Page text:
But, as the English say, all good things must come to an end. 

My relationship with milk ended many years ago and truth be told, there was no great love lost there. From the time I was seven, I had refused to eat cereal with milk. I preferred my cereal, as I liked to say, “plain.” For the past few years, my milk intake has consisted for the most parts of tastes of delectable cheeses here and there and milk products used in baking. Chocolate mousse, pot de creme, or the more common pudding (which I loved just much as it’s sophisticated cousin) was a close as I would dare venture into the lands of lactose. The milky richness was a rare treat and the small portions with which pot de creme is served proved the perfect portion. 

Recently though, I’ve cut back even more on lactose items and found it difficult to stomach the idea of even a milk filled dessert (ah, the surprising appetite changes that follow healthy eating). So, I’ve started making what I like to think of as poor mans pudding. Which also happens to be just about the easiest thing in the world: you take a banana, squeeze it out into a blender, cut up a navel orange and throw it in, measure and scoop out two tablespoons of unsweetened cocoa powder, and you have an extraordinarily sweet, flavorful pudding. 

And here is what is so amazing. It’s so good. The mixture is just beyond flavorful and the flavors are real: fresh, layered and nuanced - have you ever experienced the sweet, juicy, thrill of an orange developing throughout a bite? How the sweet acid fireworks of the orange zip through your head? Suddenly, what I had once understood as an experience of richness, nuttiness and depth became a profusion of the senses. The natural fragrant sweetness of the banana coupled with the juiciness of the orange developing the pure chocolate into an endlessly yummy taste. 

And so now, I can’t go back. I’ve looked at milk-based puddings on the take-away shelves at work and turned away. No more do the words “pot de creme” on a piece of elegant white paper tantalize the senses. My secret fantasies of endless cups of pudding have slowly faded. I’m a woman committed solely to the divine pleasure of blended bananas, oranges and chocolate.  

Enjoy the, oh so simple, recipe. 

Perri’s Chocolate Pudding

Use a blender. Blend together for 1 minute.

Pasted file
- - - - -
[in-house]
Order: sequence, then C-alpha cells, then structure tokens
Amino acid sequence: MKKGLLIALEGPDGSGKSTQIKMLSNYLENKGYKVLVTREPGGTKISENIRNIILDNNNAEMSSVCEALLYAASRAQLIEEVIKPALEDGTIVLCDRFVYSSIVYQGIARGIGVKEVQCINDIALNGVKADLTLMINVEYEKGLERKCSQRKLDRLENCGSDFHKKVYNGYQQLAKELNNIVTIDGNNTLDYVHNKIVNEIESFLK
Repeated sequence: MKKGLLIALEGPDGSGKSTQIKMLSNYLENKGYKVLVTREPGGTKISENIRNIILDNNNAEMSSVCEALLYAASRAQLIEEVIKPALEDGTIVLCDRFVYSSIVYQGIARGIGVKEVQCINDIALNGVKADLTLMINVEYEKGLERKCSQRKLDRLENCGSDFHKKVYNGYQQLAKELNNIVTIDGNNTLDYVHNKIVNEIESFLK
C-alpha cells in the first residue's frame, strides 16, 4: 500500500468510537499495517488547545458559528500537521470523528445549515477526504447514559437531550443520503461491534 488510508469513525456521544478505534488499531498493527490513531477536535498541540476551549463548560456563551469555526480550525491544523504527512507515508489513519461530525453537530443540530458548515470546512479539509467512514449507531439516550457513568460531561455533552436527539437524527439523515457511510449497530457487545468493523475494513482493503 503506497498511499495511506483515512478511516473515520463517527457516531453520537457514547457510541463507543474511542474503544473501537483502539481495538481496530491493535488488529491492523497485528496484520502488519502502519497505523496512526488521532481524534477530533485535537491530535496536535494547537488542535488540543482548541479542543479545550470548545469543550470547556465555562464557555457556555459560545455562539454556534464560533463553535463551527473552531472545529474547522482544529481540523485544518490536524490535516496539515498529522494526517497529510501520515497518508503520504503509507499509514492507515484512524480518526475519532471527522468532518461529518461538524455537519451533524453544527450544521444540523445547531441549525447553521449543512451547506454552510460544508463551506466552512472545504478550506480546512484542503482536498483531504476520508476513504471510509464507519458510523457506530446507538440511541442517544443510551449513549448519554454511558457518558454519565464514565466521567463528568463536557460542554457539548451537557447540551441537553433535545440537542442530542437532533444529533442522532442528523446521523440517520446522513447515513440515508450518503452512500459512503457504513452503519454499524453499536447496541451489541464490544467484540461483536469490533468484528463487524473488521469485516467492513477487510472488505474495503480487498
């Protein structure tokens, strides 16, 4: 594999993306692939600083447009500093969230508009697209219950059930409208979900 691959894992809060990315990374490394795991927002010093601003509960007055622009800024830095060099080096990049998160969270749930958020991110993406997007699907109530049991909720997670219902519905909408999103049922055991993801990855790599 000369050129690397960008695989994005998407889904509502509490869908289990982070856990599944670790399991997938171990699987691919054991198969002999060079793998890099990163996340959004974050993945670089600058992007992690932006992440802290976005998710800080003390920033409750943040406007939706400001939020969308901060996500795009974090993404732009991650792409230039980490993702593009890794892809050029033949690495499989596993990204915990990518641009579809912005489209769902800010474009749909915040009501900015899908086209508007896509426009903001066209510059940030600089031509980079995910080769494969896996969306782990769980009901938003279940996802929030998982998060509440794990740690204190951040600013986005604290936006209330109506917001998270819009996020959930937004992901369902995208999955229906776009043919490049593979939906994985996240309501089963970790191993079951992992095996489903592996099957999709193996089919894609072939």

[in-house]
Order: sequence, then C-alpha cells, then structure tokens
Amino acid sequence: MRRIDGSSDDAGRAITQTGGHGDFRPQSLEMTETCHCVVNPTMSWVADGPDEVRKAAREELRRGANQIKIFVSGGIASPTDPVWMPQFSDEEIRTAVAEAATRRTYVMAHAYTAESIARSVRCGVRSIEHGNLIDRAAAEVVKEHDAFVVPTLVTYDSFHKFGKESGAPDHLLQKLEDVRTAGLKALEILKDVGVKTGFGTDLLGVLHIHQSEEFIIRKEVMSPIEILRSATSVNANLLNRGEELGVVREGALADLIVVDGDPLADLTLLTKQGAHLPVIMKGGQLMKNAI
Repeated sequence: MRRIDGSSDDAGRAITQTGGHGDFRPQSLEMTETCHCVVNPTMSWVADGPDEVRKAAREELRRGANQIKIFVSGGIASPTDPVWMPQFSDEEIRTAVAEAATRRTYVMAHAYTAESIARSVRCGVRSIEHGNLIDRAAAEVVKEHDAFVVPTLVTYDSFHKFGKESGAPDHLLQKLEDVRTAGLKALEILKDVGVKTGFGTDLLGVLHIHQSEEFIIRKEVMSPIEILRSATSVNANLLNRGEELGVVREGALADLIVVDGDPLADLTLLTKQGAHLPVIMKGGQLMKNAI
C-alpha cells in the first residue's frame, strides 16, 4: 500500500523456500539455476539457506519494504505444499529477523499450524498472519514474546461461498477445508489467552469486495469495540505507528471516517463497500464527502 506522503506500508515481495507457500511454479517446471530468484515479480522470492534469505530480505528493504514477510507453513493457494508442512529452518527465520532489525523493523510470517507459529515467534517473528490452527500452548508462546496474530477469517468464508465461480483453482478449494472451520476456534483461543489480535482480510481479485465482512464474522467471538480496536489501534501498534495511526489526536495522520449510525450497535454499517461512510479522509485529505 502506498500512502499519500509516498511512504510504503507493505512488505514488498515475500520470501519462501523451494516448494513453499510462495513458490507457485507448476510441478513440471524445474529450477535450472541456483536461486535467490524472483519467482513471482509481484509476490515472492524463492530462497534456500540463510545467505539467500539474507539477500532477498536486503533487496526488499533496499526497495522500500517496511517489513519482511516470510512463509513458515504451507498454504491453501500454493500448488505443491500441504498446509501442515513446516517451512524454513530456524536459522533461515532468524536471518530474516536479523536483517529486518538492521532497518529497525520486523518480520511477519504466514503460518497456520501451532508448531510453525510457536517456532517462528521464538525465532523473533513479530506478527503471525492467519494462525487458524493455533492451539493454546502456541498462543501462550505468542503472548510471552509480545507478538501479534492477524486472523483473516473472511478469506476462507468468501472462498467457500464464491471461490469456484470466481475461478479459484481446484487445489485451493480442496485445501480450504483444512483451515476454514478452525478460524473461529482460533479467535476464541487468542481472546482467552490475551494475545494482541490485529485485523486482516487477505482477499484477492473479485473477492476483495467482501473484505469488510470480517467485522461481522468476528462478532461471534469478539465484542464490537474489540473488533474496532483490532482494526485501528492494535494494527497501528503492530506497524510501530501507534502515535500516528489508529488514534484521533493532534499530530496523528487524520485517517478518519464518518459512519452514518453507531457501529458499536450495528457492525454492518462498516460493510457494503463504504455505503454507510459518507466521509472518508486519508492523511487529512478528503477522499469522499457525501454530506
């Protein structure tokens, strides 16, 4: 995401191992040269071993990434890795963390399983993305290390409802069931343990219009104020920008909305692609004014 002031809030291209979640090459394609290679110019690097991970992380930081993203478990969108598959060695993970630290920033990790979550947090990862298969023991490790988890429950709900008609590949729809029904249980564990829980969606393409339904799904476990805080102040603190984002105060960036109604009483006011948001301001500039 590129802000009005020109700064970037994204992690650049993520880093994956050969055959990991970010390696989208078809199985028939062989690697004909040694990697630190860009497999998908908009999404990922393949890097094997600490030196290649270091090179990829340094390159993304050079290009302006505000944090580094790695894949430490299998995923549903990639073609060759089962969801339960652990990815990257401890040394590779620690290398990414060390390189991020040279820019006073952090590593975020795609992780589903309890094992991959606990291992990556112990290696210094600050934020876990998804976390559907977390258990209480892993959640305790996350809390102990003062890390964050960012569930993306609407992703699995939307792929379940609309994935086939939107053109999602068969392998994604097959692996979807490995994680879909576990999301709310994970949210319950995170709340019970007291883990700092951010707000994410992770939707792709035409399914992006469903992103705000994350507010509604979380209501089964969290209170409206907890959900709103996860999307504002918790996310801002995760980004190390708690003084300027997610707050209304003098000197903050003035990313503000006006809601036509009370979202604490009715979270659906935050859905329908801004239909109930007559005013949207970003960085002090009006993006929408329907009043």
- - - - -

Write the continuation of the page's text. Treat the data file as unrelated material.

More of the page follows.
1 Earth Banana

1 Navel Orange (use more for thinner consistency)

2 TB Unsweetened Cocoa Powder (Sharffenberger or Dagoba works great!)

optional: 1/4 avocado for a smoother texture

NYTimes is on to it: "Google’s Most Wanted Recipes"

Julia Moskin’s article on recipe search engines discusses some the major players in that world, including the newest member of that group: Google’s Recipe View tool.

Google provided The Times with a snapshot of the most popular searches in one week in late March, removing queries that seemed like spam. Cookies figured on the list in three different ways (cookies, chocolate chip cookie and chocolate chip cookies). Chicken, lasagna, meatloaf and banana bread recipes were also sought after. (Why banana bread? Could there have been a surfeit of bananas browning on kitchen counters the world over?)

If you’re curious about how many users searched for “banana bread” over time, there is also a tool for that — Google Insights for Search.

Google Insights for SearchGadgets powered by Google

The number of searches for the term “banana bread” have risen steadily since 2004.

But not quite as dramatically as searches for “quinoa recipe,” which is an especially popular search in Oregon, Washington and Colorado:

Google Insights for SearchGadgets powered by Google

You can play around with Google Insights here, and be sure to share your findings in the comments section.

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Why the long hiatus?

You may have noticed (or not) but the banana bread lady hasn’t been at Art Murmur lately. Perhaps the winds of change that urged Rock, Paper, Scissors gallery to take a leave from Art Murmur are the same reasons I’ve taken a couple months off. Is it okay to miss the days when it was just me and the tamale guy (whose number I still have in my phone by the way after he made an hour long proposal to start our own business together)?